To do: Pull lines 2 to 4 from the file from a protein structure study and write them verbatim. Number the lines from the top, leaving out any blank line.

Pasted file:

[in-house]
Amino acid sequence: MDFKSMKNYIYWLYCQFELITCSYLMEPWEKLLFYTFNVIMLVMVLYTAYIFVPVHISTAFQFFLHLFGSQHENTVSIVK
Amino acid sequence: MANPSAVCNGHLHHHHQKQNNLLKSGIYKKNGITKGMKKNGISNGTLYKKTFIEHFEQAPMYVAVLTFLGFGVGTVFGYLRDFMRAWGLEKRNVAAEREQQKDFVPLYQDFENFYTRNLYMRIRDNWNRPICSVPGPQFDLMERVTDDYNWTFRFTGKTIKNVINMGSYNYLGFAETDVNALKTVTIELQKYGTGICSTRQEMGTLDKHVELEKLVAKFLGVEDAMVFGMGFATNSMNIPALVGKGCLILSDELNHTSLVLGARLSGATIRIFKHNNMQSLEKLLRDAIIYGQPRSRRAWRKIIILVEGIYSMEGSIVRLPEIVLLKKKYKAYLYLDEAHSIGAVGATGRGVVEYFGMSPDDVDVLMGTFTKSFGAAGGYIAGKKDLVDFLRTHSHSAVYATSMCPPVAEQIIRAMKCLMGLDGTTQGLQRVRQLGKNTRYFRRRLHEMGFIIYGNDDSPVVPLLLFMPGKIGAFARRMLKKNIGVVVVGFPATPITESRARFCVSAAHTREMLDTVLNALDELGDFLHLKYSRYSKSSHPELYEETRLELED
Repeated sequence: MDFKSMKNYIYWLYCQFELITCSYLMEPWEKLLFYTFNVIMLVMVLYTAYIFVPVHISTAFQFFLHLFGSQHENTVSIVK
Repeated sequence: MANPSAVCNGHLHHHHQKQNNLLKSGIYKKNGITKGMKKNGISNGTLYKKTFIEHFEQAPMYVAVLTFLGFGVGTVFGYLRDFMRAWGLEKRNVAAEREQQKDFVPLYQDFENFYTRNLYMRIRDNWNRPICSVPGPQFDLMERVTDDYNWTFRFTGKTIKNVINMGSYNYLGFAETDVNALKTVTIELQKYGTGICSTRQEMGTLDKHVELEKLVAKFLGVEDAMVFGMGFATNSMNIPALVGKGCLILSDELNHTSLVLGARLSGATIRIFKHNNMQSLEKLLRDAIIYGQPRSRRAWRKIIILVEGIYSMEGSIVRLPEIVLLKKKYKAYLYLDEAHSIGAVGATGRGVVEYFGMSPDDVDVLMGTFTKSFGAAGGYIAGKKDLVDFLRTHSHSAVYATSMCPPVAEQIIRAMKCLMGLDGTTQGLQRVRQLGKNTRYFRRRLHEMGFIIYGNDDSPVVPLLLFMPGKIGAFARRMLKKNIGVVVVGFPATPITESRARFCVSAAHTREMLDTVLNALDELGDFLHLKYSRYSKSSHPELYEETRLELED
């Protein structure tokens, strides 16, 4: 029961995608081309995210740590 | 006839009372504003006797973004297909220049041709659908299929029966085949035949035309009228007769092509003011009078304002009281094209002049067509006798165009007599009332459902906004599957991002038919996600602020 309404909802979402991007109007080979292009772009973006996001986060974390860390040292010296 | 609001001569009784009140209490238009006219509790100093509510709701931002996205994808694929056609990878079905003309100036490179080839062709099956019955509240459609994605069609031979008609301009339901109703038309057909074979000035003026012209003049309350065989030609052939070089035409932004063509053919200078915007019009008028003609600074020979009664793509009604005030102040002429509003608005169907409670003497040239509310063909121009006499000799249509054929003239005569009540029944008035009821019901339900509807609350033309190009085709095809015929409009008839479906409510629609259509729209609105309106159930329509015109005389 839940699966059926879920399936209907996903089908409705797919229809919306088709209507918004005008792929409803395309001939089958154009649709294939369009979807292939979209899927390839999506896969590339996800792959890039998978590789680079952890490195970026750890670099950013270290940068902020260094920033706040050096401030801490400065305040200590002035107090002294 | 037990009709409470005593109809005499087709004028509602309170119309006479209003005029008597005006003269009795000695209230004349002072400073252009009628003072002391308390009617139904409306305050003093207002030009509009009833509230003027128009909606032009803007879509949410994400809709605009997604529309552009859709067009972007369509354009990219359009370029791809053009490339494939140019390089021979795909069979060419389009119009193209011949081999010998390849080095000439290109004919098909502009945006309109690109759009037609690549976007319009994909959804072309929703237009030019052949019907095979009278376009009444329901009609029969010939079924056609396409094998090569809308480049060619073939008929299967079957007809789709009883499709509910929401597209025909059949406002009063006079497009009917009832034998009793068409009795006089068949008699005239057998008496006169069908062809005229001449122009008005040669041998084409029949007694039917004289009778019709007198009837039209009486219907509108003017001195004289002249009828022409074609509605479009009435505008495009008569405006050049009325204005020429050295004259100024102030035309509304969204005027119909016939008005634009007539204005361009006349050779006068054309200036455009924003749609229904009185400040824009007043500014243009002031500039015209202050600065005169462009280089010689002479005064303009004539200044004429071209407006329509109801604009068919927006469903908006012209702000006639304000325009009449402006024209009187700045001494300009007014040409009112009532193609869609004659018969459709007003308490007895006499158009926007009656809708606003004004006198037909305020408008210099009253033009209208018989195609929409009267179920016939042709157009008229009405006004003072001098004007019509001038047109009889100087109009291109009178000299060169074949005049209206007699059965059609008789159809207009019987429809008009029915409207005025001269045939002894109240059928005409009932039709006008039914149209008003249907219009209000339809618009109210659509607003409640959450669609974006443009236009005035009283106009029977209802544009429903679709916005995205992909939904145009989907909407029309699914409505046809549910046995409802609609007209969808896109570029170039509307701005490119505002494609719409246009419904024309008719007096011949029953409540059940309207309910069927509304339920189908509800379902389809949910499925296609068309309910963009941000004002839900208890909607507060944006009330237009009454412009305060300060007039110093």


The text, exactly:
Amino acid sequence: MDFKSMKNYIYWLYCQFELITCSYLMEPWEKLLFYTFNVIMLVMVLYTAYIFVPVHISTAFQFFLHLFGSQHENTVSIVK
Amino acid sequence: MANPSAVCNGHLHHHHQKQNNLLKSGIYKKNGITKGMKKNGISNGTLYKKTFIEHFEQAPMYVAVLTFLGFGVGTVFGYLRDFMRAWGLEKRNVAAEREQQKDFVPLYQDFENFYTRNLYMRIRDNWNRPICSVPGPQFDLMERVTDDYNWTFRFTGKTIKNVINMGSYNYLGFAETDVNALKTVTIELQKYGTGICSTRQEMGTLDKHVELEKLVAKFLGVEDAMVFGMGFATNSMNIPALVGKGCLILSDELNHTSLVLGARLSGATIRIFKHNNMQSLEKLLRDAIIYGQPRSRRAWRKIIILVEGIYSMEGSIVRLPEIVLLKKKYKAYLYLDEAHSIGAVGATGRGVVEYFGMSPDDVDVLMGTFTKSFGAAGGYIAGKKDLVDFLRTHSHSAVYATSMCPPVAEQIIRAMKCLMGLDGTTQGLQRVRQLGKNTRYFRRRLHEMGFIIYGNDDSPVVPLLLFMPGKIGAFARRMLKKNIGVVVVGFPATPITESRARFCVSAAHTREMLDTVLNALDELGDFLHLKYSRYSKSSHPELYEETRLELED
Repeated sequence: MDFKSMKNYIYWLYCQFELITCSYLMEPWEKLLFYTFNVIMLVMVLYTAYIFVPVHISTAFQFFLHLFGSQHENTVSIVK